A Walk Down the Road

August 27, 2006

August 12, 2006

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I’ve got a little bit too much on my plate these days getting ready for our biggest event of the year. I’m working without Mike’s help for the first time in five years and it isn’t easy. Since it wasn’t raining this evening and as a reward for persevering through the issues, I went out and got on Griton for a few minutes. It’s been raining so much lately I haven’t had a chance to do that in probably a week and I need to keep that connection with the horses to maintain my sanity when Mike isn’t here. He said during our last phone call he was glad I had the triple troop of dogs to follow me around with their little doggie parade and to keep me company in the house as well.

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After I shamelessly hinted, Mike ordered me a beautiful navy blue bareback pad so that I could return Griton to the world of riding without putting a saddle on him. It was so lovely, I ordered Griton a bitless bridle to match it. He has no fear or hesitation about this bridle and he seems to enjoy having me on his back as much as I enjoy being there. He has come a long way in the last year.

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If you look closely at these photos of Griton, you will see a star-shaped white dapple on his left shoulder. I like to think it is Star’s sign that Griton is here with his blessing. I have been doing a good bit of alternative work with the horses this summer, experimenting, trying to reach them on their terms instead of forcing them with ours. Things it has been suggested might make a good book if I can figure out how to put what I do by feel into words others can understand. Griton is an amazing example of this work. I have never had a rehab horse respond quite like he has and it almost seems as if he has truly been reborn without a past of abuse.

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I feel like we are having language lessons instead of me training him something. He completely understands that we are learning to communicate…I ask him for something and then wait, and wait, and wait, while he thinks about what it might mean. And then finally he responds, ‘do you mean this?’ and I reward him for trying whether it was the response I was looking for or not. He is quickly learning there will never be punishment again in his life, just praise for every effort he makes and so he tries even harder.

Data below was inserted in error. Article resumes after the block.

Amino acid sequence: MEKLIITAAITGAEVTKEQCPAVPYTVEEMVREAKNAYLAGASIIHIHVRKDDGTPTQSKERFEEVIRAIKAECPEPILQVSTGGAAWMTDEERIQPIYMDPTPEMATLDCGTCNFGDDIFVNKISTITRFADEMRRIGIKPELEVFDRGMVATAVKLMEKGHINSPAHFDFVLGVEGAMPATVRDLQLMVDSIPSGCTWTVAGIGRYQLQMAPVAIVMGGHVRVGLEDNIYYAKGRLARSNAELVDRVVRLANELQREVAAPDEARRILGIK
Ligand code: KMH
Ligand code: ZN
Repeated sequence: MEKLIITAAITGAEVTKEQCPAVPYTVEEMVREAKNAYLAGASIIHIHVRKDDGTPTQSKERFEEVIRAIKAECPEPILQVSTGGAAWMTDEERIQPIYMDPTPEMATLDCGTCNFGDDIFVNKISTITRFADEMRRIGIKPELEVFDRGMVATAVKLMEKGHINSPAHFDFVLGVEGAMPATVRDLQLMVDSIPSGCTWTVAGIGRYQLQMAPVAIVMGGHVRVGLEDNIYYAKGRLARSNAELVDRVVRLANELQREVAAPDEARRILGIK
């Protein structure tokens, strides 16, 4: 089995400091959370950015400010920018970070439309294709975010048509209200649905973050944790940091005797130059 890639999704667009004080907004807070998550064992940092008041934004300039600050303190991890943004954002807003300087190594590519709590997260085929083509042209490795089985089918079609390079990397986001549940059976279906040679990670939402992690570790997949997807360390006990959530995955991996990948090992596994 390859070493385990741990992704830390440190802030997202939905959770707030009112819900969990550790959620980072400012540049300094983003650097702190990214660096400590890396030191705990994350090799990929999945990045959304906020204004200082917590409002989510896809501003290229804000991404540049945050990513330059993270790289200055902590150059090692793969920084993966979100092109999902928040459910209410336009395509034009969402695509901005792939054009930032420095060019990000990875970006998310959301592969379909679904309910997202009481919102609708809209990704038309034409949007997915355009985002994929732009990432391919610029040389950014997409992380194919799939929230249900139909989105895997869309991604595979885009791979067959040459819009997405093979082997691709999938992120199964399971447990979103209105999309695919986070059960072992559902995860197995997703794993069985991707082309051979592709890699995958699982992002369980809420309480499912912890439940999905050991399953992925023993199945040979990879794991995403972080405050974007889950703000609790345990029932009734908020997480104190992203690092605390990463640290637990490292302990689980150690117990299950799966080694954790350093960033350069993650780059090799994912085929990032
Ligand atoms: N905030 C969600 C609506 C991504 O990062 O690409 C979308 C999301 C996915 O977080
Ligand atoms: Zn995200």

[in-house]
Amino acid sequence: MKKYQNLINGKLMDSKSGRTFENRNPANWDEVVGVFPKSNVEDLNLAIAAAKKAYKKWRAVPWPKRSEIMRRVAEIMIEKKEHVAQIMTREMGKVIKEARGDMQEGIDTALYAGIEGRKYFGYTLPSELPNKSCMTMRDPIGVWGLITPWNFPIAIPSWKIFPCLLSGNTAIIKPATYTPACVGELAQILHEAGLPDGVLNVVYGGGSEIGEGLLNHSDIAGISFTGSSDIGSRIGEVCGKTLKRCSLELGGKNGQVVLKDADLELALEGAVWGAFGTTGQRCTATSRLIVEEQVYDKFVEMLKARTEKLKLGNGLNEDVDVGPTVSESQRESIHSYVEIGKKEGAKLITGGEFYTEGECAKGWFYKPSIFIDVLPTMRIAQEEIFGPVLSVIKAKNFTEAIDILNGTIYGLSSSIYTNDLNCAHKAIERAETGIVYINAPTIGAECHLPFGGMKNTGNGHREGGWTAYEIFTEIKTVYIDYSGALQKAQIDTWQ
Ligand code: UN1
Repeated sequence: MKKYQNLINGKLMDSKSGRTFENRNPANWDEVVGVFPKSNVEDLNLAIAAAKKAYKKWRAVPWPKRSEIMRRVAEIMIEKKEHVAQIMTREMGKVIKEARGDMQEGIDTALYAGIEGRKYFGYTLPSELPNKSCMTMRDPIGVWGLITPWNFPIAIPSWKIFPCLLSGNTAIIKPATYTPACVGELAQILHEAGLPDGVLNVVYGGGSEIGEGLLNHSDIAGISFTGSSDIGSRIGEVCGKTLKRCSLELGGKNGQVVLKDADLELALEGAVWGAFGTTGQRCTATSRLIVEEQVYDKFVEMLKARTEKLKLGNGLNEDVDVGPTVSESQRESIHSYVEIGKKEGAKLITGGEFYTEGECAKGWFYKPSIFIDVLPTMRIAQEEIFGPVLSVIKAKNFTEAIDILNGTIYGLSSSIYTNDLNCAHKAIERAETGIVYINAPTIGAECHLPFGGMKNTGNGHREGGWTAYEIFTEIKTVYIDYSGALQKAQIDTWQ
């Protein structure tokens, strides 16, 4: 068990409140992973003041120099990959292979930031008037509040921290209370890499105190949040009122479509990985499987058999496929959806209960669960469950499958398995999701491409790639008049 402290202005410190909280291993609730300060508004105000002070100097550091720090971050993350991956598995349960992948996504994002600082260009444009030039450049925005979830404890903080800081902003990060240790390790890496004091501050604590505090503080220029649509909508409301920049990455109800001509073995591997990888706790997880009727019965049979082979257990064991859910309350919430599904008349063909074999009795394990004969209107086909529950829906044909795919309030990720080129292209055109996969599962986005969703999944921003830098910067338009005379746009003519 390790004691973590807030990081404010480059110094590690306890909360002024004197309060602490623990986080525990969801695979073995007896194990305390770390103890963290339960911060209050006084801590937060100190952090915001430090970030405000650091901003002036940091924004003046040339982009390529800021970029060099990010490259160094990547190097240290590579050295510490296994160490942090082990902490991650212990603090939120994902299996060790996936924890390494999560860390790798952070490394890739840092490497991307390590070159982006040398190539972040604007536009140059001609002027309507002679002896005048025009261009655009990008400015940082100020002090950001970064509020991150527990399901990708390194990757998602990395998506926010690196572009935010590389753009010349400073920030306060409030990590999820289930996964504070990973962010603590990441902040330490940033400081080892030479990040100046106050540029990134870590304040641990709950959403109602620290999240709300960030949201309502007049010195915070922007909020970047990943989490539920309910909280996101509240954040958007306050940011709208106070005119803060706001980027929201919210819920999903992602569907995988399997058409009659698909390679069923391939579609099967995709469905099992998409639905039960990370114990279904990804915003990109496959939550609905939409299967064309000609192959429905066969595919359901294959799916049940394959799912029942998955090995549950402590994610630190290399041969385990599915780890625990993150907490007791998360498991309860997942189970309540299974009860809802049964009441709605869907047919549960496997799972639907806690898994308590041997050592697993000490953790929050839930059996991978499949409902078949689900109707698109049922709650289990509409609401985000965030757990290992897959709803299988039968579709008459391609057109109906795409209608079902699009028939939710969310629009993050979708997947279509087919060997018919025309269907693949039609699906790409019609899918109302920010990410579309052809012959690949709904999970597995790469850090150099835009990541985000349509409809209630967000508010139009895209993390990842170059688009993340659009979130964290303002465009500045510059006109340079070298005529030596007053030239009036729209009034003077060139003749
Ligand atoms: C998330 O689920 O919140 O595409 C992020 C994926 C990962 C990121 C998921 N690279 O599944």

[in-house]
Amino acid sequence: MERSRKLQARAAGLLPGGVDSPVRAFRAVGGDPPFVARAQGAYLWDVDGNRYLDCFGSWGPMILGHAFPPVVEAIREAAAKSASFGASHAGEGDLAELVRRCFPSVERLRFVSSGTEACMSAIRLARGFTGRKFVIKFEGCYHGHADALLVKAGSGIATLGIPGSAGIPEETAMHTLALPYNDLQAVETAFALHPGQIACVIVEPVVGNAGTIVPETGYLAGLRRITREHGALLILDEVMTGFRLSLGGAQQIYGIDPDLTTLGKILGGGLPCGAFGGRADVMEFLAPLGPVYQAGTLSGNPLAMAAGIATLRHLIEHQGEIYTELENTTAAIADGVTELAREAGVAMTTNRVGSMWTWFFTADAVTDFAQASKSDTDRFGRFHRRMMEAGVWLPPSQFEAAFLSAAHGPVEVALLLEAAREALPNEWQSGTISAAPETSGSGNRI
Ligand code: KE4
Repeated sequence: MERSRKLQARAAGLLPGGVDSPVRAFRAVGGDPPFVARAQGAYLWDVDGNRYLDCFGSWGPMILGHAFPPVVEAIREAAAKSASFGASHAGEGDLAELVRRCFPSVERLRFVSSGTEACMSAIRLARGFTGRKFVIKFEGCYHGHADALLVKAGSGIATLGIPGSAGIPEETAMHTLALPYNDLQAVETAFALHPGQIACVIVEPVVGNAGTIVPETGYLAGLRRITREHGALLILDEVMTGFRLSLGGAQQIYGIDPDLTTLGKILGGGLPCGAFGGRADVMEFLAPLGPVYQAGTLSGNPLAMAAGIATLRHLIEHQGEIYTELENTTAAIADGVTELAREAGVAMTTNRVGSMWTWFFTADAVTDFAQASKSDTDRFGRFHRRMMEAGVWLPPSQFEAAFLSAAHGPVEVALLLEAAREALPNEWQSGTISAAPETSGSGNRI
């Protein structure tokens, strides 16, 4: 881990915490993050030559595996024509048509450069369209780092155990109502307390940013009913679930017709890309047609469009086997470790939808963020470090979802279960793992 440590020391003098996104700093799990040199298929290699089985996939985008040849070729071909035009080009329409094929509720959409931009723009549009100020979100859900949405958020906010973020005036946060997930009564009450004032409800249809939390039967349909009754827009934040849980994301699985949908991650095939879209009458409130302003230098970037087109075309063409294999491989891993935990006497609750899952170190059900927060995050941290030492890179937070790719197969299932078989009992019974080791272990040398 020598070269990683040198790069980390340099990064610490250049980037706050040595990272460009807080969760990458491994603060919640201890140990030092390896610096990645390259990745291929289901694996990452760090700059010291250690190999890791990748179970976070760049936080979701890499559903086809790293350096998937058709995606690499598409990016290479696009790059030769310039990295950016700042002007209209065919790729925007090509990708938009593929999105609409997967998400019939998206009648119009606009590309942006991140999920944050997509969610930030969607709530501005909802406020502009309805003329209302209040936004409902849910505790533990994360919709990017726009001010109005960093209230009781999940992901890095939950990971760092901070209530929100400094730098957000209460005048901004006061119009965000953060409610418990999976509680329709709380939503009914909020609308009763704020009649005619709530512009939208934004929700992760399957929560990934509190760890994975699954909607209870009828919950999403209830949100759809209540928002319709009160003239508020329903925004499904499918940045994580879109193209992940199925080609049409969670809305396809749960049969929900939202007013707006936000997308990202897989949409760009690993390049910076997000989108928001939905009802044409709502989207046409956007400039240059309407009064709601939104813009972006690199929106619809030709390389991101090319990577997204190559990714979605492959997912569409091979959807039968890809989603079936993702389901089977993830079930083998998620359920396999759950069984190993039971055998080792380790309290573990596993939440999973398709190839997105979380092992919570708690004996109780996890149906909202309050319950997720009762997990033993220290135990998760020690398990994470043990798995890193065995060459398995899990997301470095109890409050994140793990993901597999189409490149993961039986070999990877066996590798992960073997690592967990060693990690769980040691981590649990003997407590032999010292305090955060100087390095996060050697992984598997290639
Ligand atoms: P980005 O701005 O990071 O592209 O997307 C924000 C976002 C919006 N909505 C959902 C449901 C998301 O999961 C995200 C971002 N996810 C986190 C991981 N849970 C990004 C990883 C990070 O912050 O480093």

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Griton has become a quiet and mature horse this summer and at first it worried me, was he not feeling well? Were his stifles or his foot hurting him again? But I think he just finally finished growing up. He was such a persistently annoying prankster when he came here, always harassing the others, pulling most of Corazon’s tail out to bait him into a game of chase. When I would take him for walks to strengthen his stifles, I would see his shadow behind me, big lips reaching out to grab the back of my pants in play. I believe Griton did not have a chance to grow up when he arrived in our human world at roughly two years old. He was put to work immediately and worked hard enough to cause scars all over his body. You can see some of them as large white patches in these photos. When he came to live with us he got a new herd and it seemed as though he picked up life from where he left it in his home group. He has had the benefit of being raised by Corazon, the kind and tolerant leader, and by Mike and me, the humans who taught him people could love and respect him unconditionally. What a touching experience he has given us.

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He is reaching that magic place where he is becoming excited about each new thing I show him, eager for the praise and the rewards. He is always watching for us and comes up as soon as he sees me heading out to work with him. So this evening we took our first walk down the road. It wasn’t far or long, but we did it without fear, without a saddle on his back or a bit in his mouth.

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